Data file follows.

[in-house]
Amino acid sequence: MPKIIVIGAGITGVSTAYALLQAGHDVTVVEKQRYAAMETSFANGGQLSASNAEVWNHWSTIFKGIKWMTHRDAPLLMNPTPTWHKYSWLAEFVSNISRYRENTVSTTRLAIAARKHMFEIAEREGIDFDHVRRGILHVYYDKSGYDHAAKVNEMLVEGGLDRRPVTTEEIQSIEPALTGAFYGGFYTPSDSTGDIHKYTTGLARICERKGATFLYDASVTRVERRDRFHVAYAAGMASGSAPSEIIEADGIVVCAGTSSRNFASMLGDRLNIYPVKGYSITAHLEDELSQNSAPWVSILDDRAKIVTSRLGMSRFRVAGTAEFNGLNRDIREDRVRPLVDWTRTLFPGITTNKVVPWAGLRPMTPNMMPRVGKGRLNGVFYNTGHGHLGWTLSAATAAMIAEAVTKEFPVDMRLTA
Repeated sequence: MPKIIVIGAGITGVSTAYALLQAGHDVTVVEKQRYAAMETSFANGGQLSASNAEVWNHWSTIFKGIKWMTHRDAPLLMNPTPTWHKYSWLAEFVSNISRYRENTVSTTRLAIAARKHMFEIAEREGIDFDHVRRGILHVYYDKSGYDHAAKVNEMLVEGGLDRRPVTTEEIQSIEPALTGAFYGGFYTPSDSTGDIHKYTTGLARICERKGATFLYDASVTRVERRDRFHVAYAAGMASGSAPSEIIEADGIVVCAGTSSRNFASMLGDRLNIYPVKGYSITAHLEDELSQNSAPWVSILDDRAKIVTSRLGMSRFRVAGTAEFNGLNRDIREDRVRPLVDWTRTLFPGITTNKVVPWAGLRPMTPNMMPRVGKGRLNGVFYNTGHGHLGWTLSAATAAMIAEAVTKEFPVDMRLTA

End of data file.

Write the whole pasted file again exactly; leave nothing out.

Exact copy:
[in-house]
Amino acid sequence: MPKIIVIGAGITGVSTAYALLQAGHDVTVVEKQRYAAMETSFANGGQLSASNAEVWNHWSTIFKGIKWMTHRDAPLLMNPTPTWHKYSWLAEFVSNISRYRENTVSTTRLAIAARKHMFEIAEREGIDFDHVRRGILHVYYDKSGYDHAAKVNEMLVEGGLDRRPVTTEEIQSIEPALTGAFYGGFYTPSDSTGDIHKYTTGLARICERKGATFLYDASVTRVERRDRFHVAYAAGMASGSAPSEIIEADGIVVCAGTSSRNFASMLGDRLNIYPVKGYSITAHLEDELSQNSAPWVSILDDRAKIVTSRLGMSRFRVAGTAEFNGLNRDIREDRVRPLVDWTRTLFPGITTNKVVPWAGLRPMTPNMMPRVGKGRLNGVFYNTGHGHLGWTLSAATAAMIAEAVTKEFPVDMRLTA
Repeated sequence: MPKIIVIGAGITGVSTAYALLQAGHDVTVVEKQRYAAMETSFANGGQLSASNAEVWNHWSTIFKGIKWMTHRDAPLLMNPTPTWHKYSWLAEFVSNISRYRENTVSTTRLAIAARKHMFEIAEREGIDFDHVRRGILHVYYDKSGYDHAAKVNEMLVEGGLDRRPVTTEEIQSIEPALTGAFYGGFYTPSDSTGDIHKYTTGLARICERKGATFLYDASVTRVERRDRFHVAYAAGMASGSAPSEIIEADGIVVCAGTSSRNFASMLGDRLNIYPVKGYSITAHLEDELSQNSAPWVSILDDRAKIVTSRLGMSRFRVAGTAEFNGLNRDIREDRVRPLVDWTRTLFPGITTNKVVPWAGLRPMTPNMMPRVGKGRLNGVFYNTGHGHLGWTLSAATAAMIAEAVTKEFPVDMRLTA